By Lavanya Kala
‘In 1995 I was sent to prison for a crime I did commit.’ This was the opening sequence of Charlie Ryder’s play at a Prison Week Event in the London Centre of Initiatives of Change on 20 November, followed by a talkback panel discussion on restorative justice.
Witnessing the gradual progression of a man broken down by a flawed system that dehumanises prisoners, the audience was emotionally moved with Charlie’s story of change. He is now involved in part-time work as an Outreach Worker at HMP Wormwood Scrubs Community Chaplaincy providing mentoring and support to prisoners on their release from prison. Charlie uses art as a form of therapy and to raise awareness on the issues he dealt with in prison. His strength of character was revealed by his contributions throughout the evening, despite the trauma he had experienced during childhood and whilst in prison.
Anita Amendra, Initiatives of Change UK Project Manager of the Sustainable Communities Programme, stated in her opening address that it is important to ‘consider the power of the arts as a means for people to not only recover and heal from past trauma, but also as a tool to raise awareness of the injustice and the human abuse many people have suffered.’ Interestingly through the progression of the play, Charlie mentions that his father was an alcoholic which angered him and contributed to him building up resentment. Drawing on Charlie’s experience, Amendra expressed how Charlie had realised that ‘meeting violence with yet more violence’, is not the way to deal with traumatic situations fraught with complexities.
A strong believer in art as a means for healing trauma, Raven has been involved with Charlie in making a documentary film entitled Stories of Healing, featuring true stories of trauma and healing. It uses puppetry and shadow puppetry to convey the stories.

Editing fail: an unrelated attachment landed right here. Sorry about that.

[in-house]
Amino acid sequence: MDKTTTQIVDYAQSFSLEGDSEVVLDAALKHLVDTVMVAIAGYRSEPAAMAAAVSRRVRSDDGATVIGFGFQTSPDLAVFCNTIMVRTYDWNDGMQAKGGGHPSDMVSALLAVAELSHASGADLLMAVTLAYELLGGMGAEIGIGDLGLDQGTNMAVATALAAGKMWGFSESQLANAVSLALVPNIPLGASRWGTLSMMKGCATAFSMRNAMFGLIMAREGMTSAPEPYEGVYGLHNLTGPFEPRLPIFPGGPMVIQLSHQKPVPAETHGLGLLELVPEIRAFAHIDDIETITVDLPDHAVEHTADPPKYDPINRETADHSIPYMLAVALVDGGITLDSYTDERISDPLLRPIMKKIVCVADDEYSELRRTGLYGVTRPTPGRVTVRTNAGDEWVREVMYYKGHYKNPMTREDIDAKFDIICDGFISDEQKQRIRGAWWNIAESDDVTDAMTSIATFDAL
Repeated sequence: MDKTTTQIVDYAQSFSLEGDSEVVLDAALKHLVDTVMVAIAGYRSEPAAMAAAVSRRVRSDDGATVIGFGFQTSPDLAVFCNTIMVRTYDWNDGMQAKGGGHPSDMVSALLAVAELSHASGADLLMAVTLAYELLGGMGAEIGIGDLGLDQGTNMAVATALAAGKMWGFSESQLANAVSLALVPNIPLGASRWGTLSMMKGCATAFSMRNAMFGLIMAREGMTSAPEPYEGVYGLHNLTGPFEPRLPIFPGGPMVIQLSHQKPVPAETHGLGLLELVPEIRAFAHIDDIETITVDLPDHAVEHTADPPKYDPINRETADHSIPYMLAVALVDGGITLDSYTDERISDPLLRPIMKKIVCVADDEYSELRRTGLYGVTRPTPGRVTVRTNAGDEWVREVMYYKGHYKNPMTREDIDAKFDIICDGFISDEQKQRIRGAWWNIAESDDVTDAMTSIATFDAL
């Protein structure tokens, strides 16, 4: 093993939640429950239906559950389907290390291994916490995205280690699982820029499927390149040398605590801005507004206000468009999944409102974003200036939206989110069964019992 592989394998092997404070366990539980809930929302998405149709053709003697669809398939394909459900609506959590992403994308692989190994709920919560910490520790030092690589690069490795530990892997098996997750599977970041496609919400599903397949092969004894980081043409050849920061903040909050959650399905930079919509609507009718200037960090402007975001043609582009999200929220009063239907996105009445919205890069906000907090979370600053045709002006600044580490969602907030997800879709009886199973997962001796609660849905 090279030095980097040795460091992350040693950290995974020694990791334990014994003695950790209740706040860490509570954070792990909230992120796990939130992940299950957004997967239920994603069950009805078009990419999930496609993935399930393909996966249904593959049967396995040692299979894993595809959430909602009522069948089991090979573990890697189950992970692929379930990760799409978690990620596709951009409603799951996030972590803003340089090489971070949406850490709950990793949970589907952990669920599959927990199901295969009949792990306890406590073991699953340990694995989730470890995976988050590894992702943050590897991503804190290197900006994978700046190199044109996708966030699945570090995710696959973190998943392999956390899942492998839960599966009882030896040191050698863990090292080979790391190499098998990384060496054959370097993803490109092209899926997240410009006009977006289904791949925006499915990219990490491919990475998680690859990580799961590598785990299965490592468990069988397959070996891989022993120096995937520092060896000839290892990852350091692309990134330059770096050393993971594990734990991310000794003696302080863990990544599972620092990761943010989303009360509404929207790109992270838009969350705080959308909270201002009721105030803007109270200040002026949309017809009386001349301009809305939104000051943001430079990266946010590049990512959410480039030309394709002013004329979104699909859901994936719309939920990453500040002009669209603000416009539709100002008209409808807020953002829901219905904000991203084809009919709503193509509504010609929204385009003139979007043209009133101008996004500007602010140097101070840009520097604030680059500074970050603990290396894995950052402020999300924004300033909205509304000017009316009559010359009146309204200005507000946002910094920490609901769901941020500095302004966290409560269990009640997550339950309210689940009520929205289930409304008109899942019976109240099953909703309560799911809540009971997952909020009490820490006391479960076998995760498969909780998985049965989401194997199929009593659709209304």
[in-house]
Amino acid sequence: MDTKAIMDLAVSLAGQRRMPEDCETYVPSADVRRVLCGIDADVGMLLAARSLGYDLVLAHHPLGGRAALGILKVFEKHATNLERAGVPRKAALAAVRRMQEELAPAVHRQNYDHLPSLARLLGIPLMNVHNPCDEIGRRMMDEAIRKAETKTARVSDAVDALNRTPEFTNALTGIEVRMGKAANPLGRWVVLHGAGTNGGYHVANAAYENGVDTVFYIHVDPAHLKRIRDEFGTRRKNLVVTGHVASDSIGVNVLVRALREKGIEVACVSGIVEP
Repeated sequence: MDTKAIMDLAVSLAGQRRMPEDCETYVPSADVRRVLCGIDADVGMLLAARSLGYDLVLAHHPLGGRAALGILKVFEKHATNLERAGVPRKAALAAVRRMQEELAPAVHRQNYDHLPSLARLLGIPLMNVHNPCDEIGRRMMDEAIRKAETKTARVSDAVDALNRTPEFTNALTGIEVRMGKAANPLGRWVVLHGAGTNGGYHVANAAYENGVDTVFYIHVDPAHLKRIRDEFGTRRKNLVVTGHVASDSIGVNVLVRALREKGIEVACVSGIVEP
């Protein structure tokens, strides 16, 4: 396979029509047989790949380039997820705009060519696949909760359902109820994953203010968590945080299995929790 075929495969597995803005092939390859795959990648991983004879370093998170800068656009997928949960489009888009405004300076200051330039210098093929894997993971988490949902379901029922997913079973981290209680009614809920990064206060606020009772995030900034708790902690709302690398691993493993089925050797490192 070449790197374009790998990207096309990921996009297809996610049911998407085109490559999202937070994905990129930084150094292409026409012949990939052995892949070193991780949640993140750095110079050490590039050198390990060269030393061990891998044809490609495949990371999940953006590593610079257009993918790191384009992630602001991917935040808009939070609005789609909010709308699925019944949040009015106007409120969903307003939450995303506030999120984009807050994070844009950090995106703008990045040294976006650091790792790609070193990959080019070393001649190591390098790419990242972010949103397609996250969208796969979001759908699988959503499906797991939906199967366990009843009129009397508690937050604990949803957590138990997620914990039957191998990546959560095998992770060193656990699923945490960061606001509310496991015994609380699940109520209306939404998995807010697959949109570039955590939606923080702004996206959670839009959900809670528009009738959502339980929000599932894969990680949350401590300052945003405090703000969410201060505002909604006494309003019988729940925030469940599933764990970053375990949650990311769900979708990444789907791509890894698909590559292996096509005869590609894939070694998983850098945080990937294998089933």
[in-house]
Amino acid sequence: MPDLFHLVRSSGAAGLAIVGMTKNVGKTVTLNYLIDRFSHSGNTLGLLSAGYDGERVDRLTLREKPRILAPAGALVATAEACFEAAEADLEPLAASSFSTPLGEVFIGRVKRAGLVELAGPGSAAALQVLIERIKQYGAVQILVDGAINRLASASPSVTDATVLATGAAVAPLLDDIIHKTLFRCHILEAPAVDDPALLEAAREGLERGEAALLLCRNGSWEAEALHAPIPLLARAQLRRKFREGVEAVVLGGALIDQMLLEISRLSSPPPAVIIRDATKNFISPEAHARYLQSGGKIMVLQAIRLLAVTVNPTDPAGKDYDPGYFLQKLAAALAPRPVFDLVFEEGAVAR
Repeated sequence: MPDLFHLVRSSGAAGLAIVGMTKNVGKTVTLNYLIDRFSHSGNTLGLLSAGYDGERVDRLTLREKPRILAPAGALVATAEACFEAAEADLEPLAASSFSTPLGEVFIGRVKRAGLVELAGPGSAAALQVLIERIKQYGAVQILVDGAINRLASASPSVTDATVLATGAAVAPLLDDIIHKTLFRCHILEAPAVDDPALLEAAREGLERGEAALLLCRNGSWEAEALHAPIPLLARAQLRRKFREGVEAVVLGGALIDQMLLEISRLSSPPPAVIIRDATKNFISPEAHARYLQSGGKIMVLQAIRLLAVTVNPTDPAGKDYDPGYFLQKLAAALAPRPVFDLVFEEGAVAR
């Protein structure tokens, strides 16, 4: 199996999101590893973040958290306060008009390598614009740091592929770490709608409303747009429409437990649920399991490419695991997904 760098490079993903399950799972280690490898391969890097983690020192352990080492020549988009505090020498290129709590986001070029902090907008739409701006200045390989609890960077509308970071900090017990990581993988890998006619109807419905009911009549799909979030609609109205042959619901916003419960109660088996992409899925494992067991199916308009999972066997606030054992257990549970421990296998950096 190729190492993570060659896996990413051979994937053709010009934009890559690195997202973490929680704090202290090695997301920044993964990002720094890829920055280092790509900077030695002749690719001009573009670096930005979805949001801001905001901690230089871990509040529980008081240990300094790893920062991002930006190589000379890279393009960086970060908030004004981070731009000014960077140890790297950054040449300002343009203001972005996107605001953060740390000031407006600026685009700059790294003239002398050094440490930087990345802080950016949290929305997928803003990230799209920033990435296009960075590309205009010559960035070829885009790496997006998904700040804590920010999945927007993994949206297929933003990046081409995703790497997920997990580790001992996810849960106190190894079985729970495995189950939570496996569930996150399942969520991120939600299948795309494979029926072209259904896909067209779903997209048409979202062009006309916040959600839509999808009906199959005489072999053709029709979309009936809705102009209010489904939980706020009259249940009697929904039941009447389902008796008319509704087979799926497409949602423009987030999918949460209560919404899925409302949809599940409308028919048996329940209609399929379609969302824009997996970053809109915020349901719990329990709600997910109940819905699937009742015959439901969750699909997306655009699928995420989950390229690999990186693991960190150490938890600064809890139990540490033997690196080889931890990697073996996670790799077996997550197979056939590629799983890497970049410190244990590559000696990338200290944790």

Concurrent with Charlie’s story is the concept of restorative justice which allows offenders and victims to communicate, with offenders hopefully accepting some responsibility and with both parties optimistically gaining some closure. In the talkback panel discussion, questions were posed about restorative justice. Charlie said that healing is not used in the criminal justice sector and that often the people being imprisoned have some form of mental illness.
Panellist Andrew Hillas, Assistant Chief Officer for Restorative Justice, London Probation Trust, said that as a society we have to avoid unnecessarily criminalising people. Restorative justice, he stated, is the middle ground between severe punishment which dehumanises the offenders and rehabilitation, which doesn’t effectively bring justice for victims. It encompasses the notion that not everyone is wholly bad and that there is hope for redemption for some offenders. Hillas also said that as a society we have to avoid unnecessarily criminalising people.
Whilst in prison Charlie received a letter of support from British Holocaust survivor, Leon Greenman, who was in Auschwitz. Greenman’s letter said, ‘I feel bitter and sick inside; because of the injustice without feeling and understanding towards the fighters for freedom and justice.’ Charlie thought about Leon Greenman and what he must have gone through in the Holocaust. Greenman also said in his letter that ‘one day the wronged will be rightened again’; this thought and his support empowered him. He kept this letter in a scrapbook with poetry and artwork to record his time inside prison. For Charlie this process was therapeutic.
Working with art allowed Charlie Ryder to experience a transition from a position of victimisation to one of empowerment.
Photos by Severine Chavanne
Lavanya Kala is a graduate in Communications from Australia. She worked with the Communications Team of IofC UK.